In general, scholars in the hard sciences are in a better position than other academics. There is often a market for their research. So if university life doesn't work out they have other options. For those who decide to stay, though, getting funding for projects can be difficult--particularly for not-yet-established younger scholars.
The Chronicle of Philanthropy has a story about a new initiative called Fund Science, "a small nonprofit organization that asks the general public to help finance the work of young scientists." Launched by David Vitrant, who recently received a doctorate in genetics from the University of Pittsburgh, "The group addresses the very issues that soured Mr. Vitrant on doing scientific research himself—the dearth of opportunities for young scientists, and the gap between the scientific community and the rest of society. His first two grantees have never received federal research money."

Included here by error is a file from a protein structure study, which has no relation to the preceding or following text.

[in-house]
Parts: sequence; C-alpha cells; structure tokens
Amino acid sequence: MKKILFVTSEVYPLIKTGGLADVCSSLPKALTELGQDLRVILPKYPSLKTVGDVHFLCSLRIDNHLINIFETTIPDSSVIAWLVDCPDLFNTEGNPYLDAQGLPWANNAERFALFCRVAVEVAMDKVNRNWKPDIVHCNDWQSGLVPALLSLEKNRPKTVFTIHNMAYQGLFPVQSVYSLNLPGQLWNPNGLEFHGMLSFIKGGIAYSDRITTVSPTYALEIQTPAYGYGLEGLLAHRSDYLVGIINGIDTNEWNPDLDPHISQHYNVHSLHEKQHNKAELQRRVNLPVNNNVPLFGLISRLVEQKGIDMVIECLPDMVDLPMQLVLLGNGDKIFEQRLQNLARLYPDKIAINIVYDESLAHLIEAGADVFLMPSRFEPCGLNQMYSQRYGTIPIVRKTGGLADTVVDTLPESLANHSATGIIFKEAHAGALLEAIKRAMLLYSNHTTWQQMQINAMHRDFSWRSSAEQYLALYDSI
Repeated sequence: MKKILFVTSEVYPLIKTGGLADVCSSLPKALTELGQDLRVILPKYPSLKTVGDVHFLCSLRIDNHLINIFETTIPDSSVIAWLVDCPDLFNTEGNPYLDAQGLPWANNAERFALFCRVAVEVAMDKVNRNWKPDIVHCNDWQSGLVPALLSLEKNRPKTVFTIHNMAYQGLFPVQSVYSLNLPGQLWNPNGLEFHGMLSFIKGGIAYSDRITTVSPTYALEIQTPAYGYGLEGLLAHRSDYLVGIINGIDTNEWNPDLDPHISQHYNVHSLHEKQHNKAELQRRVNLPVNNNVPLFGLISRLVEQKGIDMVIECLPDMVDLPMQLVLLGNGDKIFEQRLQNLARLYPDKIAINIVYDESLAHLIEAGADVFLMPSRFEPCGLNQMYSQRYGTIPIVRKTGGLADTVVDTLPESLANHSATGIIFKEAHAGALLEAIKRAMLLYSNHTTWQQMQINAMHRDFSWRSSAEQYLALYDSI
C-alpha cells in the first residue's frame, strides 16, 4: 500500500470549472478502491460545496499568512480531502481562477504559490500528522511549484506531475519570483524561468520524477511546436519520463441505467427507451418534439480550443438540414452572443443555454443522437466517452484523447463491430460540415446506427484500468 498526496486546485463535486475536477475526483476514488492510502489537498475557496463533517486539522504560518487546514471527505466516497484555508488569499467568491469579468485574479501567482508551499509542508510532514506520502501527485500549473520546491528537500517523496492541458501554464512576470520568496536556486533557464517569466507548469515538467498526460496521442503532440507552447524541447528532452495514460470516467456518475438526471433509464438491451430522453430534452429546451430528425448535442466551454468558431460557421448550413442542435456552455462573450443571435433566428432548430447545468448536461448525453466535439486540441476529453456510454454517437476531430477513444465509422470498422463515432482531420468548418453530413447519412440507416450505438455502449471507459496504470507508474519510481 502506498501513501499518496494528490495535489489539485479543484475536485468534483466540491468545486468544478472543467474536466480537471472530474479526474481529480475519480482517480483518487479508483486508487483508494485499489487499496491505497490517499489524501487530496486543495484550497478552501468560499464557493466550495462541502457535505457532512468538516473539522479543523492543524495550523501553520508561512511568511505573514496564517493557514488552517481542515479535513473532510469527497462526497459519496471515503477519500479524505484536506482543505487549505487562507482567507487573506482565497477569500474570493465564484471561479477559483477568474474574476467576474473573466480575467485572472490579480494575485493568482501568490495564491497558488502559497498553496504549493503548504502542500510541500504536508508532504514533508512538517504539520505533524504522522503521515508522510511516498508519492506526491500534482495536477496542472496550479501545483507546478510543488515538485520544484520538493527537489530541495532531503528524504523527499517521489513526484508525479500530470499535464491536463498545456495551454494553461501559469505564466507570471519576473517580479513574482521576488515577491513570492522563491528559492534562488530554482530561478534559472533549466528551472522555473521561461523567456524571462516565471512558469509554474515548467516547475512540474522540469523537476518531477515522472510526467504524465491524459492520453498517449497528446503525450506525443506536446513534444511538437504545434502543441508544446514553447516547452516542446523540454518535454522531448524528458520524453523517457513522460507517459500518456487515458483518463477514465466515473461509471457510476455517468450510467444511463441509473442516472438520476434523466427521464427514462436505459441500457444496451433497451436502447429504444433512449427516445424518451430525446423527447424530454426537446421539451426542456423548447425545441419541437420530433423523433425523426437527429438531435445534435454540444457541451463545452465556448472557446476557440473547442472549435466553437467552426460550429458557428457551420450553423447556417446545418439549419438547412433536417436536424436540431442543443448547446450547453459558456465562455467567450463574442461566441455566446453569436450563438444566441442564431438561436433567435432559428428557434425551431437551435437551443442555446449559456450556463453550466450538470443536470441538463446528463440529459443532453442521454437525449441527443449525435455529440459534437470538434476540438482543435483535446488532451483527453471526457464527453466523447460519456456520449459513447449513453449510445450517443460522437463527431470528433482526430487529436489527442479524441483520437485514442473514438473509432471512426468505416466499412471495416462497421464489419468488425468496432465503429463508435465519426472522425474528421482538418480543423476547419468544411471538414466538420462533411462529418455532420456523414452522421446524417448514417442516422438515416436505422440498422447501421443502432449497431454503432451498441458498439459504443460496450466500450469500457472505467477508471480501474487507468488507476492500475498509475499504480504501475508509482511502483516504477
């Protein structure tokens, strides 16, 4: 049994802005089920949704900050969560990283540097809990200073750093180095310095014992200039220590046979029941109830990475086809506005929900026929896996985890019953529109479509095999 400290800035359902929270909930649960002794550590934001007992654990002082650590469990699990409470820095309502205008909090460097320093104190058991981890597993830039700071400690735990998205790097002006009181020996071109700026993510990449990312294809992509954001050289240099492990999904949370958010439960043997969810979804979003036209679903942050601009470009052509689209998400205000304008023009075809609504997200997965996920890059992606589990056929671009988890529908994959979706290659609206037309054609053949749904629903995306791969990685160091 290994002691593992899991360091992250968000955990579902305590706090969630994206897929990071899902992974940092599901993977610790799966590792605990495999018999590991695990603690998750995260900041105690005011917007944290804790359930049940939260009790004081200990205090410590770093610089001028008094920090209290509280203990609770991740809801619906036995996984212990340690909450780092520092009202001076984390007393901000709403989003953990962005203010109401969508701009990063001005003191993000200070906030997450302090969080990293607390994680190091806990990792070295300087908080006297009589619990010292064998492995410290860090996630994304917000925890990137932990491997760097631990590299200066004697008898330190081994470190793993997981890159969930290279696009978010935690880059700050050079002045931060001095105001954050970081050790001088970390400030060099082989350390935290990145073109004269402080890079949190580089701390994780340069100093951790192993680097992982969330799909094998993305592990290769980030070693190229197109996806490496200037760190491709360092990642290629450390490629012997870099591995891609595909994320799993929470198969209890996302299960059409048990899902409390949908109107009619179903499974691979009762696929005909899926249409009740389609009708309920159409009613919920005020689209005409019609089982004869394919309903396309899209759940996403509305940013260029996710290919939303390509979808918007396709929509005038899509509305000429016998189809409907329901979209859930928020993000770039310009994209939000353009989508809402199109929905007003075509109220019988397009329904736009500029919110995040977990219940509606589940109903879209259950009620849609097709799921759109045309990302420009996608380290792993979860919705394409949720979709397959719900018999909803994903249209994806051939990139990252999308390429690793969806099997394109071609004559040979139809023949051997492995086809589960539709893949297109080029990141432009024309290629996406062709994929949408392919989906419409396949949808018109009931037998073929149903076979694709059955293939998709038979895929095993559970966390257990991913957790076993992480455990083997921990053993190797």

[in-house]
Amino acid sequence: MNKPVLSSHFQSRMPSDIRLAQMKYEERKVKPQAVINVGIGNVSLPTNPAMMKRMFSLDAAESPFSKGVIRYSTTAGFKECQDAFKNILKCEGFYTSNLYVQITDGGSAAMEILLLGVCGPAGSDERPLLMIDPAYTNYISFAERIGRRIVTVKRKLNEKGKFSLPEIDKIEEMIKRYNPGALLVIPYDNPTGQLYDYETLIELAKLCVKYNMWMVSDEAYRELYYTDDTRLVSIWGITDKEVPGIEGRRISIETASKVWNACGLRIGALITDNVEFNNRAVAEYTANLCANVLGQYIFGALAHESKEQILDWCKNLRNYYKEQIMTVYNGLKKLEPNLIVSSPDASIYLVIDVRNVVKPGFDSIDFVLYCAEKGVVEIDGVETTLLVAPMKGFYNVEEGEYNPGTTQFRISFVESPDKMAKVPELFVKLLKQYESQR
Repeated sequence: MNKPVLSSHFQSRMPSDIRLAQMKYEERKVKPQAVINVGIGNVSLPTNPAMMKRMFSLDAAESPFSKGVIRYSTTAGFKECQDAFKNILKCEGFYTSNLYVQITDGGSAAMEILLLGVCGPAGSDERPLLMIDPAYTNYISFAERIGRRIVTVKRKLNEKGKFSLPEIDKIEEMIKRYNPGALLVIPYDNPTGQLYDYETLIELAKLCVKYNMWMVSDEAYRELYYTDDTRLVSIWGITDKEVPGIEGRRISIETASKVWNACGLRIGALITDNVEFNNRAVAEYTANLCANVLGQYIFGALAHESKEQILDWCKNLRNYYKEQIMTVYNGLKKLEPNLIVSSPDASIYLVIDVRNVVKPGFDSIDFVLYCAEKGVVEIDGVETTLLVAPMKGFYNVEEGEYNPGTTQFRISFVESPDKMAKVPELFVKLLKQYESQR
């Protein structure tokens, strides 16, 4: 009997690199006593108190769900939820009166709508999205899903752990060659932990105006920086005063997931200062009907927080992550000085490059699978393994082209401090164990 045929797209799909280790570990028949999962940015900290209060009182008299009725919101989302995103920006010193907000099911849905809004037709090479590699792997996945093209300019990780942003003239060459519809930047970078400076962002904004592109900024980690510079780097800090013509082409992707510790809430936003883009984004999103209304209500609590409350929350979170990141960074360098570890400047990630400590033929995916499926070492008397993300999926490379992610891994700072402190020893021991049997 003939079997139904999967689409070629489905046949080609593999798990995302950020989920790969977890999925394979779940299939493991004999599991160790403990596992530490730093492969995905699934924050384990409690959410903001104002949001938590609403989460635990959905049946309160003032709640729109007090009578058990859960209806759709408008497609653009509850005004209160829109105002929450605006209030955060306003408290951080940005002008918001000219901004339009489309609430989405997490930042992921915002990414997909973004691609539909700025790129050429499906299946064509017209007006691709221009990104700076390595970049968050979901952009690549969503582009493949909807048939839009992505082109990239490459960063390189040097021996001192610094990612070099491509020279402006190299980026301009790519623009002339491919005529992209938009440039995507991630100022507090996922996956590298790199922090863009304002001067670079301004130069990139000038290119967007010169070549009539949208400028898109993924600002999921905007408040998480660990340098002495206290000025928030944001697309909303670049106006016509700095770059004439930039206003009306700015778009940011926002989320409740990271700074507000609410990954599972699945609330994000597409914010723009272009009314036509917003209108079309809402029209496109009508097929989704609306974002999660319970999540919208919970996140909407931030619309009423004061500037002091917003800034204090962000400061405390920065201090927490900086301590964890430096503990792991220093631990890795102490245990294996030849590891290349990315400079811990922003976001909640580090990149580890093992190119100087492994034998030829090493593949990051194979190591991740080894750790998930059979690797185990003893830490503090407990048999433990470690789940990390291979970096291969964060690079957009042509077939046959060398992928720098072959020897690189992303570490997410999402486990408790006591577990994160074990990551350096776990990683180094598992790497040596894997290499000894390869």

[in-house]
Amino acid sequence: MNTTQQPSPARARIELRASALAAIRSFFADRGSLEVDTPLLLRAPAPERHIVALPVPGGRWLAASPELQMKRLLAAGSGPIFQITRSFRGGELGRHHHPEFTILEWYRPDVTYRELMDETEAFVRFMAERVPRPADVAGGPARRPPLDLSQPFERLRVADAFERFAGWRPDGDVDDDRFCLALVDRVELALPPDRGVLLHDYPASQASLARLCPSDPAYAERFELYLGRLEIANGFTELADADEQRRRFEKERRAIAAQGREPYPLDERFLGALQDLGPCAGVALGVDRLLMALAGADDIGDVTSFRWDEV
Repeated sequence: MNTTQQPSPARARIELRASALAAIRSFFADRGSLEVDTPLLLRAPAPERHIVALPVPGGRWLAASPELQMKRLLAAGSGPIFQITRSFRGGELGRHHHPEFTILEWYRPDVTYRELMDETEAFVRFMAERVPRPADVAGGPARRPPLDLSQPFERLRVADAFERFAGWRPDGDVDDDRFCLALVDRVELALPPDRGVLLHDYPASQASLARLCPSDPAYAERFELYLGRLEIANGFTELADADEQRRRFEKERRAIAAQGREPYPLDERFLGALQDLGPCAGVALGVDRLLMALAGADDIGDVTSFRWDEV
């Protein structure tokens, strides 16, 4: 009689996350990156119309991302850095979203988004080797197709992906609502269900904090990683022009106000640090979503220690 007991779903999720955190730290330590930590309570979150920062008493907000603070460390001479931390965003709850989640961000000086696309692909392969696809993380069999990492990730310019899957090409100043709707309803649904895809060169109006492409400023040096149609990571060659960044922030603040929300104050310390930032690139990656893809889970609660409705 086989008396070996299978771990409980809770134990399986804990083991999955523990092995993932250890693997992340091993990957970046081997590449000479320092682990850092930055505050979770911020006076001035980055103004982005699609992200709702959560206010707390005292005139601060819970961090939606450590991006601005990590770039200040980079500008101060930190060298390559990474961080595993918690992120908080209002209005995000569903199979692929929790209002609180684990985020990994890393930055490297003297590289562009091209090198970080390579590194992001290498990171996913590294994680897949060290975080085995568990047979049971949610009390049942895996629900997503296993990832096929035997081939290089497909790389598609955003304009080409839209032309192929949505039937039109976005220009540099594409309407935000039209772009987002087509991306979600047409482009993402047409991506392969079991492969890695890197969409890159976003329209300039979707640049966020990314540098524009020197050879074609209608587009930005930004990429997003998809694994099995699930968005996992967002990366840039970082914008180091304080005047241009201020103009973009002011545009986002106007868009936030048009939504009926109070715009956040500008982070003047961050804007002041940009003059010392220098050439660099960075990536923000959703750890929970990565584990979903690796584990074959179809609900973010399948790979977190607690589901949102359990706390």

According to the Chronicle, "The average age of researchers when they receive their first major grant from the National Institutes of Health is 42." Younger scientists are more likely than ever to have several postdoc positions before they get a real job. And even then the academic market is not very flexible. Tenured professors at the top want to stay in their positions (they want to even more now that their retirement savings have taken such a big hit).
Though universities may want to get some younger blood in the door, they often don't have the room. And then the problem with grants becomes circular. It's harder to get grants when you don't have a long term position as part of an established lab but it's harder to get that long term position because you don't have the research record. Fund Science, though it is still pretty small, sounds like a good way to get around this issue.